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Atopic eczema. Important documents NICE Clinical Guideline 57, Atopic eczema in children : management of atopic eczema in children from birth up to the.

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Presentation on theme: "Atopic eczema. Important documents NICE Clinical Guideline 57, Atopic eczema in children : management of atopic eczema in children from birth up to the."— Presentation transcript:

1 Atopic eczema

2 Important documents NICE Clinical Guideline 57, Atopic eczema in children : management of atopic eczema in children from birth up to the age of 12 years, December 2007 Clinical Knowledge Summary (PRODIGY) November 2004 (minor update January 2006)

3 What is atopic eczema? An itchy inflammatory skin condition with a predilection for the skin flexures. It is characterised by a poorly defined erythema with oedema, vesicles and weeping in the acute stage and skin thickening in the chronic stage

4 Clinical features and diagnosis Reduced skin lipid layer > increased transdermal water loss > lowered resistance to irritant substances Associated with other atopic diseases – Asthma in 30% – Allergic rhinitis in 35% Children – Prevalence 15-20% – 75% get it by 6m and 80% start < 5 yrs – Clears in 60% by early adolescence Typically episodic – relapse and remission Adults – Prevalence 2-10% Genetic component – present in 80% when both parents affected and 60% when 1 affected

5 How common is it? 15-20% of children 2-10% of adults Evidence of a 2-3x increase in prevalence over last 30 years 30% of skin consultations in primary care 10-20% of dermatology referrals Unknown cause, multifactorial, recent theory is hygiene hypothesis – Atopic triad – Interaction between genetic susceptibility and environmental triggers

6 Diagnosis and assessment of children ≤ 12 years Diagnose atopic eczema when a child up to the age of 12 has an itchy skin condition plus 3 of the following: – Visible flexural dermatitis involving skin creases (elbows, knees) or visible dermatitis on cheeks &/or extensor areas in children ≤18m – Personal history of flexural dermatitis or dermatitis on cheeks &/or extensor areas in children ≤18m – Personal history of dry skin in last 12m – Personal history of asthma or allergic rhinitis (or history of atopy in 1 st degree relative of children < 4 years – Onset of signs or symptoms < 2 years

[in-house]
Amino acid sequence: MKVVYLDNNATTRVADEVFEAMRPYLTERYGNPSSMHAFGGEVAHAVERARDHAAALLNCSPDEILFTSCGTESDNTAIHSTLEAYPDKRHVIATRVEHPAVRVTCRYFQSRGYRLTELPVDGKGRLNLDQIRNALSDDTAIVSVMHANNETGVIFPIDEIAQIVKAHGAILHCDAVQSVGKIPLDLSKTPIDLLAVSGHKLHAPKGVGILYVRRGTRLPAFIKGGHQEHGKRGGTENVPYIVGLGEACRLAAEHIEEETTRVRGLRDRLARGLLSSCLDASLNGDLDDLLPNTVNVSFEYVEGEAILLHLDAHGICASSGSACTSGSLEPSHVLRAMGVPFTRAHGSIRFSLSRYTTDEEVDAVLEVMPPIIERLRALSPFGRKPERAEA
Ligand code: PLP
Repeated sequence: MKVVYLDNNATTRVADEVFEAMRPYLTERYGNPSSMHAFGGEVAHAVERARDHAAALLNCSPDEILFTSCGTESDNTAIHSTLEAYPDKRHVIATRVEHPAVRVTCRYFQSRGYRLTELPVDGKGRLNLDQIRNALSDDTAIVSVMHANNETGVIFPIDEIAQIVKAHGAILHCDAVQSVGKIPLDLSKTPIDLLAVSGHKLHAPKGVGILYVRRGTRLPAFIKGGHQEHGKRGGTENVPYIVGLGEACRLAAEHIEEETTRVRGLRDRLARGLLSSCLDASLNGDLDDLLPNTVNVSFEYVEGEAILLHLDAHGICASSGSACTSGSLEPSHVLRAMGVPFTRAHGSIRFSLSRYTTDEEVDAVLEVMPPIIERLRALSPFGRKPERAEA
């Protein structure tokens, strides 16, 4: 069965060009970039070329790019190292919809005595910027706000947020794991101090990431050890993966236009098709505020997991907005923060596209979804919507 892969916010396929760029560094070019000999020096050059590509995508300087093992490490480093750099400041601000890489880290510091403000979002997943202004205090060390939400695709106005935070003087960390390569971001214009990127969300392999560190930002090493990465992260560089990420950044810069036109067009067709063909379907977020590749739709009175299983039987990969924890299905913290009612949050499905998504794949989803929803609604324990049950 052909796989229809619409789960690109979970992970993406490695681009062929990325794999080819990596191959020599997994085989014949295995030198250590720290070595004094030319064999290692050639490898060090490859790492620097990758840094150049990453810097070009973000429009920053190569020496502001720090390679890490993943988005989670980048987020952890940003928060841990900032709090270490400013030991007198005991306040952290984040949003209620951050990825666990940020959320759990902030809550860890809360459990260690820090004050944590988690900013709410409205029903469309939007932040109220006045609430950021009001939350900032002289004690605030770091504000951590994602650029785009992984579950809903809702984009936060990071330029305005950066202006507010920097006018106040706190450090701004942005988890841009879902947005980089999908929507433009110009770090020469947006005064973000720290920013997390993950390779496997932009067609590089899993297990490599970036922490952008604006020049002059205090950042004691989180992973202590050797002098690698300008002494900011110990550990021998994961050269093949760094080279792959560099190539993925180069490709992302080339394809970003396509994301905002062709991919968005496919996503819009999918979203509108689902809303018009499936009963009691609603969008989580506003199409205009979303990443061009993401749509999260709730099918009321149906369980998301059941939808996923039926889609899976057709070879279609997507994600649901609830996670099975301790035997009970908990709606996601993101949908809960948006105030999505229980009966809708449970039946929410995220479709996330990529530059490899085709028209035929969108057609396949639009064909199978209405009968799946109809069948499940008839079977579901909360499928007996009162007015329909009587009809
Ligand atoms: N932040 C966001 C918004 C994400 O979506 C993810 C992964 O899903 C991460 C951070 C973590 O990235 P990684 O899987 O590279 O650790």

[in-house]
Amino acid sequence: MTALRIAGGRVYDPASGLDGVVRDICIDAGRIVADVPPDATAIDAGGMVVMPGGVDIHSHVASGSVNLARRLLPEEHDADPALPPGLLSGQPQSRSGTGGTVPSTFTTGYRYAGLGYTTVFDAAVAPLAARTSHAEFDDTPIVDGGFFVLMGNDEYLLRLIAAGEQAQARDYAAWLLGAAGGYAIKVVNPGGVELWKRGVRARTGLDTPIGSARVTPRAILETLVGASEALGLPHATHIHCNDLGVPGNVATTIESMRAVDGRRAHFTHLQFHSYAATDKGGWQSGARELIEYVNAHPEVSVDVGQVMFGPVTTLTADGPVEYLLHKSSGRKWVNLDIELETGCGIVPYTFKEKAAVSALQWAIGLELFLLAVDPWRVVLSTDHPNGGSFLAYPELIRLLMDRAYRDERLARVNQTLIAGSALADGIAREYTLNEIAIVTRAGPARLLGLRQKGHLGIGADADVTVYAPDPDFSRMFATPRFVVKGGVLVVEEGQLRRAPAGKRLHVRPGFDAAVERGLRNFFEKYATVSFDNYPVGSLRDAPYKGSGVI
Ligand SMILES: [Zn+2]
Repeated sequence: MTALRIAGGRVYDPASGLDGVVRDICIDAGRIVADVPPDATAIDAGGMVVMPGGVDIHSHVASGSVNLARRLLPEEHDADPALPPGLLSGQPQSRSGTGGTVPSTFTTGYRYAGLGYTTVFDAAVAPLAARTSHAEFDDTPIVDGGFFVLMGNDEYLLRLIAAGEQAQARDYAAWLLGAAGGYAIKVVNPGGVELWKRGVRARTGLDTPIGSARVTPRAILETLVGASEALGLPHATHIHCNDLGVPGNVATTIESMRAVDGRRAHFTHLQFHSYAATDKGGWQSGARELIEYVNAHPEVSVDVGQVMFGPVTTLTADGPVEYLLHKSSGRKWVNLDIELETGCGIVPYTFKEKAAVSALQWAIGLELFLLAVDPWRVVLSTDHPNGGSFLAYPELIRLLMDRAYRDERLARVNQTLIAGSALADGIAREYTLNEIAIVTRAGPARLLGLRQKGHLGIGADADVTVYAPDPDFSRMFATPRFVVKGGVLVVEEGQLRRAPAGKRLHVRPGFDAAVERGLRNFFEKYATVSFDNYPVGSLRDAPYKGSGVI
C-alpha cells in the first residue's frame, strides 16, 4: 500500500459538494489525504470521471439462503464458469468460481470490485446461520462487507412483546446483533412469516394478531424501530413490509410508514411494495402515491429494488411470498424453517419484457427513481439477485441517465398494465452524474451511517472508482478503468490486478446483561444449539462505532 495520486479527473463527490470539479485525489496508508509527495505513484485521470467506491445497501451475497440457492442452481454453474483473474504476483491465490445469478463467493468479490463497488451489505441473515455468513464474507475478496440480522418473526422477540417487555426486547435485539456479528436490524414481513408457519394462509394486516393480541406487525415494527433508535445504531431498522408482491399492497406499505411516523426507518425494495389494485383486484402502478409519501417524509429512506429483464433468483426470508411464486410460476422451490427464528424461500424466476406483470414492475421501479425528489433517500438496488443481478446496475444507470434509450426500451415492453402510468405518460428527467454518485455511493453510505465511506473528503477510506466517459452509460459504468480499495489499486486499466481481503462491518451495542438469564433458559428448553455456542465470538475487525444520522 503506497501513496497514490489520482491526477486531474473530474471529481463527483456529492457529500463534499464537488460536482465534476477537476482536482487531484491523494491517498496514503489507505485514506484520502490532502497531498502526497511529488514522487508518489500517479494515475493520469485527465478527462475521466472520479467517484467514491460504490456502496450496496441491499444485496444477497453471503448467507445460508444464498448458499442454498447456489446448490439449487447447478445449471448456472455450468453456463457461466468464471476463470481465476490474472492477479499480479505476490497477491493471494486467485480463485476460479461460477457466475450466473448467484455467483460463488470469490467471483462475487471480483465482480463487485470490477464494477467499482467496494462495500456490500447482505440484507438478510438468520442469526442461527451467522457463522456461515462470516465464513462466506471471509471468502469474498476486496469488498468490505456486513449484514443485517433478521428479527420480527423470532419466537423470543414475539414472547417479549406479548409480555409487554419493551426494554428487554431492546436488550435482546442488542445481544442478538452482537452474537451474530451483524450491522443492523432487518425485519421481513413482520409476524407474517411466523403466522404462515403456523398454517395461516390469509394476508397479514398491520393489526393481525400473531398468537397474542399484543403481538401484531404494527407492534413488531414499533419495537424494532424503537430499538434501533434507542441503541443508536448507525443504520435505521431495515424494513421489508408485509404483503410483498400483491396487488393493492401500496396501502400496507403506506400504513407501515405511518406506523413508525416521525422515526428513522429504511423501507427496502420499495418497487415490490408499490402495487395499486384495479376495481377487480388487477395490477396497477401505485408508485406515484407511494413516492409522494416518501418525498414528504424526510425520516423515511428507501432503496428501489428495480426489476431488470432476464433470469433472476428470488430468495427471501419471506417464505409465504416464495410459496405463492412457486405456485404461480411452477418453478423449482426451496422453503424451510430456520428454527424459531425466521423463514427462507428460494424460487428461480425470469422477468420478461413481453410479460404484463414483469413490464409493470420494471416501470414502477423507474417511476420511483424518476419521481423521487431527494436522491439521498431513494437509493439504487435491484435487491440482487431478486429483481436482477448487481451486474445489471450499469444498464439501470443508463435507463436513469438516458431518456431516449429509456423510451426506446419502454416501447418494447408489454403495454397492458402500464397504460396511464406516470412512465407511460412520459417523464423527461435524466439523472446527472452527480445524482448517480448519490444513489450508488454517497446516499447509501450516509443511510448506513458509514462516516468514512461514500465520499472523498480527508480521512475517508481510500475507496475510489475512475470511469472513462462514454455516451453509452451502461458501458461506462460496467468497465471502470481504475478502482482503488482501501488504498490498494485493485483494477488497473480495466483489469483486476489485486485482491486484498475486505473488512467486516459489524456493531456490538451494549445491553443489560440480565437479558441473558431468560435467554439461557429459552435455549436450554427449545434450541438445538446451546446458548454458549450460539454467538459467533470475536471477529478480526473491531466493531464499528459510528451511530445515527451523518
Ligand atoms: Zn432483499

7 Diagnosis and assessment of children ≤ 12 years Adopt a holistic approach at each consultation considering : – Severity – Quality of life (everyday activities, sleep, psychosocial wellbeing) There is not necessarily a direct relationship between severity and its impact on quality of life Areas of differing severity can coexist in the same child – Treat each area separately

8 Appearance and distribution Distribution varies with age, and the appearance of persistent lesions may alter with scratching. The tendency to dry skin persists throughout life Acute flare ups – Vary in appearance – Poorly demarcated areas, sometimes with crusting, scaling, scratching and swelling of the skin Chronic lesions – Commonly become thickened (lichenified) as a result of repeated scratching During infancy – Primarily involves the face, the scalp, the extensor surfaces of the limbs, and is more likely to be acute. Nappy area is usually preserved In children and adults with long standing disease – Localisation to the flexures of the limbs is more likely Adults commonly have generalised dryness and itching – Particularly with exposure to irritants

9 Principles of management in primary care Identify and avoid provoking factors Use emollients regularly Use topical steroids and oral ABs intermittently for flare ups Refer selected people to specialist Provide information about : – The condition – Provoking factors – The roles of different Rxs – Effective and safe use of Rxs Plan treatment considering patient’s goals vs. safety and acceptability of Rx Demonstrate use of topical treatments emphasising the correct quantities to use